Ghana would from May 1, 2019, commence the pilot implementation programme and post-market studies of the new malaria vaccine by name RTS, S/AS01, also known as Mosquirix.
The RTS, S/AS01 Malaria Vaccine Development Programme (MVIP), which has travelled a 30-year journey, starting from 1998, would finally bring hope to millions of children globally, by reducing the frequency of infection, and their chances of getting severe malaria.
Dr Anthony Nsiah-Asare, the Director-General of the Ghana Health Service (GHS), who announced this at a press briefing in Accra on Thursday, said the pilot implementation of the Vaccine would be launched in Cape Coast in the Central Region on April 30, 2019.
He said the vaccine would be given in four doses from the age of six months, seven, nine and 24 months respectively, as an injection on the left thigh by a trained health worker, and that a child must receive all the four doses to get the most protection.
Hence all eligible children will be targeted to receive their full doses of RTS, S/AS01 delivered through existing routine strategies alongside other vaccines in the Expanded Immunisation schedules.
The Director-General explained that the MVIP would be done alongside with Kenya and Malawi, with the goal to assess the feasibility and impact of introducing the RTS, S/AS01 into the routine immunization programme while monitoring safety.
It was also expected to be an additional tool of intervention to accelerate countries efforts towards control and elimination of the disease.
The press briefing was to inform the media and Ghanaians of the preparations and progress made so far towards the introduction of the MVIP and the next steps.
Dr Nsiah-Asare assured Ghanaians of the safety of the new vaccine saying, from the various trials, the RTS, S/AS01 has been observed to have a very good safety profile, good efficacy and impacted positively on the health of children, following which the World Health Organisation (WHO) recommended the pilot implementation of the vaccine within the routine immunization programme of the country.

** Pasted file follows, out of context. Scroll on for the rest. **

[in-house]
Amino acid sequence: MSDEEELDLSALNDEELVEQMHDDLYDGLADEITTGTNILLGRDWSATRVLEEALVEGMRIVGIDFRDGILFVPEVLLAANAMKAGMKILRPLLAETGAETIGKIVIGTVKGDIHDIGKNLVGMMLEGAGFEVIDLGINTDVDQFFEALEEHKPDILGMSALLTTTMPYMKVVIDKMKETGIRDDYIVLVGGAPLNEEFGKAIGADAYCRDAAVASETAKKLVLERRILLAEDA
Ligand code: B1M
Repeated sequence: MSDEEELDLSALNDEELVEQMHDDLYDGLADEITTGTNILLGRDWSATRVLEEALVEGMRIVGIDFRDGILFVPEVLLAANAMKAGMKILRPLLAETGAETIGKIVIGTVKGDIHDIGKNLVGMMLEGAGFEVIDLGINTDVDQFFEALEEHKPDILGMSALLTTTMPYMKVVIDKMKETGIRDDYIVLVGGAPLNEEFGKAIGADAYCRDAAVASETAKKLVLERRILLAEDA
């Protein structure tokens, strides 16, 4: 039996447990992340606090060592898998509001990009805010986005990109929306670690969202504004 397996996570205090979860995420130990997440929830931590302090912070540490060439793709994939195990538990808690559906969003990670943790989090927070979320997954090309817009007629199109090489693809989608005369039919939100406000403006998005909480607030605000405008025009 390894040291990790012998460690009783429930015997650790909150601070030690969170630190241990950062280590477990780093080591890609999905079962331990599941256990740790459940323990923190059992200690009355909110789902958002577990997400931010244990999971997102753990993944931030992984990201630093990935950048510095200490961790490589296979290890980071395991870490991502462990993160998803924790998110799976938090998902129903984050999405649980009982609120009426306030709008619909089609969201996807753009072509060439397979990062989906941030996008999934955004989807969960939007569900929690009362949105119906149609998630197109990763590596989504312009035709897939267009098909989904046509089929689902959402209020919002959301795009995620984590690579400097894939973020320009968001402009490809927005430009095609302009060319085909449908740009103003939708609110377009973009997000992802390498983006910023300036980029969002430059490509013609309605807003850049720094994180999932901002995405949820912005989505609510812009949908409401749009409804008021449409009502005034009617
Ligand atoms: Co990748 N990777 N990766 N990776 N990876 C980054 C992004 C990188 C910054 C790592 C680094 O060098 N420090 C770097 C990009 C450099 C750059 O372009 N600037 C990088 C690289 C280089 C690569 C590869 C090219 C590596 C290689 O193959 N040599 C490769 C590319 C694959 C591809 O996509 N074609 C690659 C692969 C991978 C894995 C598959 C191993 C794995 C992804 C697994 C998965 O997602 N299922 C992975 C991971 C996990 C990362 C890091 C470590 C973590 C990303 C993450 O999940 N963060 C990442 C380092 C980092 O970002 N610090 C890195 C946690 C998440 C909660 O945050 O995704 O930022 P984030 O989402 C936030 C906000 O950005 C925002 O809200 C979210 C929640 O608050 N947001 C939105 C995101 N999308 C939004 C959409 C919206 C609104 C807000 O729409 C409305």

He said the Food and Drugs Authority (FDA) had authorised for the vaccine to be used in the targeted areas, saying six regions made up of the Volta, Oti, Ahafo, Bono, Bono East and Central, would participate in the pilot implementation programme, within which 33 districts would receive 400,000 doses of the malaria Vaccine as the first batch, with a gradual scale up later to other districts.
He said Ghana’s target was to reach between 120,000 to 150,000 children per year for the next two to three years and to avert at least 50,000 malaria cases and save approximately 750 children from dying from malaria in intervention areas.
The Ministry of Health and its Agencies together with the partners have initiated a number of preparatory activities such as staff training, the development of a Communication’s Strategy including (crisis communication strategy), and materials such as flyers, posters, flip charts and leaflets which have been pretested and approved by the relevant committees of the GHS and FDA to ensure the safe introduction of the MVIP, he said.
He said the GHS has also started a thorough stakeholders’ engagement with the Cabinet, Parliament, Ghana Academy of Arts and Sciences, Professional Health Groupings, some Media Editors, the Health Management Leadership of the targeted regions and Health Professional Associations, assessed and strengthened the capacity of the country’s cold chain and injection waste management, as well as the procurement of the Vaccines by taking delivery of the first batch of 400,000 doses.
He said as with new vaccines, and in line with national regulations, the GHS would continue to monitor the safety profile of the RTS, S/AS01 as done for all other vaccines within the routine immunization programme, and thanked all the partners especially the WHO for their assistance.
Dr Badu Sarkodie, the Director of the Public Health Division of the GHS, noted that with the malaria burden remaining high despite the significant gains made in the various intervention strategy over the years, the RTS, S/AS01 would stimulate the body’s own immune system to defend against the parasite and prevent it from infecting, maturing, and multiplying in the liver.
He explained that the Phase three trial was conducted from 2009 to 2013, with a total of 15,499 children in 11 sites and seven African Countries, with Ghana using its Kintampo and Agogo Sites.